Author: Andrius B. Tapinas
Genre: Fantasy / Steampunk
Pages: 485 (paperback)
Selected By: Lady Esbe
“It is the year 1905 and Europe is not as we know it. Alchemists pilot steampunk airships over great cities, hardworking mechanics create automatons, and deep in the dungeons secret societies of macabre wizards strive to create artificial intellect. Powerful bankers created The Alliance of the Free Cities – beacons of progress, science, art, and freedom. But…
“Blood has been spilled. Former US Marina Antanas Sidabras is exceptional at his job – enforcing public order in the ancient Free City of Vilnius. But a gruesome murder mystery at an abandoned cemetery leaves him at a loss. No clues, no motive, no suspect.
“With the biggest social event of the year – The Summit – looming just a few days ahead, frantic investigation turns out to be a complex mystery of political intrigue, and Sidabras has everybody against him – mad doctors, corrupt officials, Russian agents, and monsters from his personal nightmares. And the bells will toll the Hour of the Wolf.”
Lady Esbe’s Review
I’m going to keep this pretty short. I was excited because this book has elements of Steampunk and historical aspects. Set in Lithuania, just after the turn of the century, we have the heavy usage of dirigibles, airships, alchemy and magic in general. It started off with a Golem and I was like “score”. It did proceed nicely for a little while. And then. . .
My first point of contention is that it became very War and Peace like in the number of characters introduced. We had core characters such as Sidabras, the Legate of the Legionnaires stationed in the setting of Vilnius, Mila and her three automatons (Pierrot, Scaramuccia, and Columbina), her two guardians, Basanovicius and Tvardauskis and the British soldiers of Finley and O’Braitis. From there, the number of characters grows exponentially. There are entirely too many factions, individuals and areas of Vilnius to keep up with. I got the distinct impression that Tolstoy is an idol and the need to mimic the plethora of individuals was pushing Tapinas to inflict that sort of pain on those of us not so fond of having to keep a list of characters in front of us to keep up with the who’s who of the impending events. This as maddening in the classic and maddening for me in this novel.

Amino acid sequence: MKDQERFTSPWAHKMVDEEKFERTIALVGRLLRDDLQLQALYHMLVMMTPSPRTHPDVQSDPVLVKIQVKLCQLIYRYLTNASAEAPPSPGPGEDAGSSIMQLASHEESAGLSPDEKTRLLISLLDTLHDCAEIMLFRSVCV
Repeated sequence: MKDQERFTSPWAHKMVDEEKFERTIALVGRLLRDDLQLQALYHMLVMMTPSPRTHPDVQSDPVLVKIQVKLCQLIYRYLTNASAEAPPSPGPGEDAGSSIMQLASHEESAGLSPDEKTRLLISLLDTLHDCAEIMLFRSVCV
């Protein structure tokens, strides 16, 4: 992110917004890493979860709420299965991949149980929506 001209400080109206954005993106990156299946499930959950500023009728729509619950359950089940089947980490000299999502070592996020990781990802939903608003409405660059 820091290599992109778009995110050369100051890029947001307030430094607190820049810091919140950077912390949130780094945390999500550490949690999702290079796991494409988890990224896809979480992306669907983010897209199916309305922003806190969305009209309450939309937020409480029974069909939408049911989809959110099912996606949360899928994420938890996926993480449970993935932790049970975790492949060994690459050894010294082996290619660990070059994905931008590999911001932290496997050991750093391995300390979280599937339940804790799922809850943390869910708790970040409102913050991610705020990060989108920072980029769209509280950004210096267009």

Secondly, it may be a cultural more, but the need to use the full name and title of each person drove me insane. After the first introduction of each character and their role, there was definitely no need to keep announcing Sidabras as Legate of Vilnius Antanas Sidabras. It became so repetitive, I was annoyed not even half way through. Now, for less prominent characters who were mentioned sixty plus pages ago and are a fleeting thought in your mind when you have multiple characters to keep up with, ok, I can see that. Yet the prominent characters reintroductions a multitude of times, seemed to add unnecessary words and length to an already drawn out story.
Even the most ingenious plans fall apart sometimes due to some unforeseen detail or an opponent’s move which would have been impossible to predict.
This brings me to my next point. The story was voluminous. After all, the word “saga” is in the full name. However, there was so much going on in the novel, so many plots that were seemingly unrelated but were apart of a bigger scheme was rather ridiculous. It made me even more annoyed at the pat and altogether tidy way each “challenge” presented to the city was quickly resolved. Ok, not all. The resolution for the instigated strike was pleasing.
This book was published in 2013. I find it interesting that the political climate in the book of espionage, social engineering and the like is being perpetrated by the Russians. Even in 1905, the novelist would have you believe that they were the prime instigators in propaganda, coups and general political tampering throughout Europe. We can see the hand in the current political climate here in America and we can say, “that’s credible at least.”
“All that glitters is not gold,” he said scanning the crowd with his eyes. “Not all friends have good intentions and not all attractive promises are always kept.”
I wanted desperately for this to be a unique find and something I would enjoy even as a free read from Kindle. Unfortunately, I cannot give this more than a two. There were elements of alchemy and I loved Sidabras in general. The automatons were interesting, but not enough to raise the level of the book. Save the sixteen plus hours it would take to read this book and pick something else. There were translation problems, missing participles, prepositions and verb usage that was easily spotted by a native English speaker, but not so much by a second language or translated copy.
Lady Esbe read the Amazon Kindle version of this selection.